English Major Musings 009: What To Expect From Literature Classes

Yes, there's reading, but what else?

English Major Musings 009: What to Expect from Literature Courses, English Curriculum Benefits

English Major Musings is an evergreen Paperback Paris column curated by Contributing Writer Alicia LeBoeuf.

As an English major, you are certainly going to have to take some literature courses, even if you are geared more towards creative writing or English education. Personally, taking literature classes was what I was looking forward to the most when I first declared myself as an English major. I was excited at the prospect of getting course credit for reading great books and pondering the various meanings of the pages. While this isn’t an inaccurate assumption, I most definitely had only a vague impression of what my first literature classes were going to be like. One assumes that there will plenty of reading of course, but that’s only skimming the surface of what is really demanded by these classes. In this post, I will delve into detail about what you should really expect from literature classes, as I’ve taken almost two years’ worth of them at this point.

First, I’ll start off with the reading: yes, there’s a lot of it. I have always prided myself on being a relatively fast reader, but when it came to the rather dense books that are typically found on required reading lists, I found my reading pace slowed way down. One realizes really quickly that there is a huge difference between reading for entertainment and reading for comprehension, understanding, and interpretation. When reading a book for class, I am soaking up every word because just ‘skimming’ might mean missing an important detail. I also take notes while I’m reading, because it helps me remember what is going on in the story – and this comes in handy when I’m in a class discussion and need to be reminded of a specific plot point! I would also suggest marking important passages or quotations with post-it notes which will help keep you organized.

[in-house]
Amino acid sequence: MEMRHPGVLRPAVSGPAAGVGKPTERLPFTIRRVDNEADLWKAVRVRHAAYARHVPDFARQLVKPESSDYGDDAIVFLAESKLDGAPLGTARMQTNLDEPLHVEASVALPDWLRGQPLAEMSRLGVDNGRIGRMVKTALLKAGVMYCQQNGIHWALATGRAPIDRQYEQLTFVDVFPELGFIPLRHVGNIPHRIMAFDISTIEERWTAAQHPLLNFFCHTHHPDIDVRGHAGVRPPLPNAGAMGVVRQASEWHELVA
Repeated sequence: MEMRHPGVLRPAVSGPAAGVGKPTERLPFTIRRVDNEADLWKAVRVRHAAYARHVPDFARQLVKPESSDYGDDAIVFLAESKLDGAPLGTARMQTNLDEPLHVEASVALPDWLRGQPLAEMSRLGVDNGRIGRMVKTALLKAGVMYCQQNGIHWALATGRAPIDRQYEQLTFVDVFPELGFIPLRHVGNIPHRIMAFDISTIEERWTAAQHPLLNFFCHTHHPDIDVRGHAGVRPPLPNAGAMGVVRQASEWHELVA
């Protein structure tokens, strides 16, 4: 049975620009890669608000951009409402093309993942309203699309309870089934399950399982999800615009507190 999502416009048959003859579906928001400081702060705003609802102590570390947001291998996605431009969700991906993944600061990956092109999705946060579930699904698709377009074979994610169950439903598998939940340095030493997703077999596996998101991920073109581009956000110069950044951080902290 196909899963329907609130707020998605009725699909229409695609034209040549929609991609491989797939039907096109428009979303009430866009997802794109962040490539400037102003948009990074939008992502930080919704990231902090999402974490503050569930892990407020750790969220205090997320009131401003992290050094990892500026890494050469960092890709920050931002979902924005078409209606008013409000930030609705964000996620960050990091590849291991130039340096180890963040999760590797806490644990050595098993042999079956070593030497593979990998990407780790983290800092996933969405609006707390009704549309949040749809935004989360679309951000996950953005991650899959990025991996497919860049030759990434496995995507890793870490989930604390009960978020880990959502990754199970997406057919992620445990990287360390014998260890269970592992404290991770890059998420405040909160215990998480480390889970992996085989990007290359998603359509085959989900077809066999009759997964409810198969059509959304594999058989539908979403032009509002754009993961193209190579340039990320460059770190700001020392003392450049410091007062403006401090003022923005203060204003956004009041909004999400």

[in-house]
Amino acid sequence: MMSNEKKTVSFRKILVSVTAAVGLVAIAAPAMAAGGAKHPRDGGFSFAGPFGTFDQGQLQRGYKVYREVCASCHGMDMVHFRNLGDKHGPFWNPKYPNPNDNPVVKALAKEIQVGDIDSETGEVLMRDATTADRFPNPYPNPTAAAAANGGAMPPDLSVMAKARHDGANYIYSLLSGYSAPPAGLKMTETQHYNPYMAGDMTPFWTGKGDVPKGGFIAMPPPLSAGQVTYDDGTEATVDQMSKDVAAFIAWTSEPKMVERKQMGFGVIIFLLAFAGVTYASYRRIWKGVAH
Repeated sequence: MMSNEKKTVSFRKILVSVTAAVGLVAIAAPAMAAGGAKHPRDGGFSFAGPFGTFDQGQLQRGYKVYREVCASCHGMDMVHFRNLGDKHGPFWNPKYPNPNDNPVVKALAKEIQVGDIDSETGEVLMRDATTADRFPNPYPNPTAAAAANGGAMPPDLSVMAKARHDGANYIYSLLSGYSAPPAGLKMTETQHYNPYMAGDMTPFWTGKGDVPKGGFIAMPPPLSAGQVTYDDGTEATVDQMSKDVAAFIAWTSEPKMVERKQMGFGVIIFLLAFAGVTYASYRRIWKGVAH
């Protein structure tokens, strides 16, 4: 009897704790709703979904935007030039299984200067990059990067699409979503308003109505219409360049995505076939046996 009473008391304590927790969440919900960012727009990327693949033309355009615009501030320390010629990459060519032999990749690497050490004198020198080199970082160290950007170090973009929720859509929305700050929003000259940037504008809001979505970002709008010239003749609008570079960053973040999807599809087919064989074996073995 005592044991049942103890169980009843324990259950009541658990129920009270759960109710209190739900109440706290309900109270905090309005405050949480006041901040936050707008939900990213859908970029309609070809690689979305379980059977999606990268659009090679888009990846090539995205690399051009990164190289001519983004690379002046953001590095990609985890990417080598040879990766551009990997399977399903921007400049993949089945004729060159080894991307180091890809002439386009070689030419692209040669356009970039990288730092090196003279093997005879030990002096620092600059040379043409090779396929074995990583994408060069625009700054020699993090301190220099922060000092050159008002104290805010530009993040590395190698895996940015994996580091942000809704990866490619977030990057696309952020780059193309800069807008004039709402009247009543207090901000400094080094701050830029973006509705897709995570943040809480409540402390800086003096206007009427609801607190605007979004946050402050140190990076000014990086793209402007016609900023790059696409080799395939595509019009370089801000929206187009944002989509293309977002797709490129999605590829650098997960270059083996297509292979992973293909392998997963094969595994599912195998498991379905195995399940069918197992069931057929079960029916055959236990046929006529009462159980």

You can’t assume that you are going to absolutely love every single book you will have to read for your classes. But I’m here to say that it is completely fine and normal if you don’t like some of the books your professors insist on discussing. This has happened to me more than a few times, and it often made me feel a bit doubtful about my choice to be an English major. However, I soon realized that I am not the only one, and ‘not clicking’ with a certain book is just a part of being an English major. Just because you personally don’t find the book interesting or good doesn’t mean it’s not an important part of the literary canon, so it is still worth your time to read it. If anything, reading a book you don’t love for a class teaches you about persistence.

If you feel a bit discouraged by that, I want to point out that you are probably going to discover some of your favorite books and authors in these literature classes. It’s all because of the English curriculum that I have grown to appreciate the works of Oscar Wilde, J.R.R. Tolkien, and Sarah Waters. Literature has allowed me to discover great books that I probably never would have stumbled across anyways. This is definitely one of the best things about taking literature classes, in my opinion. I have also been exposed to genres that I didn’t think I was a huge fan of until I had to read it in class, and now I am more open-minded towards reading other genres.

As an English major, you are obviously going to be exposed to many different types of literature. There’s American literature, British literature, African American literature, and many others, depending on how many English classes your particular college is offering. My college also has an entire class dedicated to Shakespeare, as well as classes that focus on women in literature and specific major authors. Not only do these classes offer you the chance to read famous works, but most literature classes offer an in-depth insight into the historical time period these pieces were written in as well. You learn about the social and political climate, which gives you a better understanding of the world as a whole. Taking literature classes allow students to become more connected to other time periods and cultures, while providing the chance to try out different perspectives. Literature classes definitely have many benefits to offer those who are interested in broadening their horizons and challenging their critical thinking skills.

Stay tuned for the next installment of English Major Musings at Paperback Paris!

What did you learn from your literature classes?

Do you have a topic you’d like us to feature in our next EMM?

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Alicia LeBoeuf
the authorAlicia LeBoeuf
Contributing Writer
I'm a college student pursuing an English major and Communication minor. I love everything book-related and I'm a passionate writer.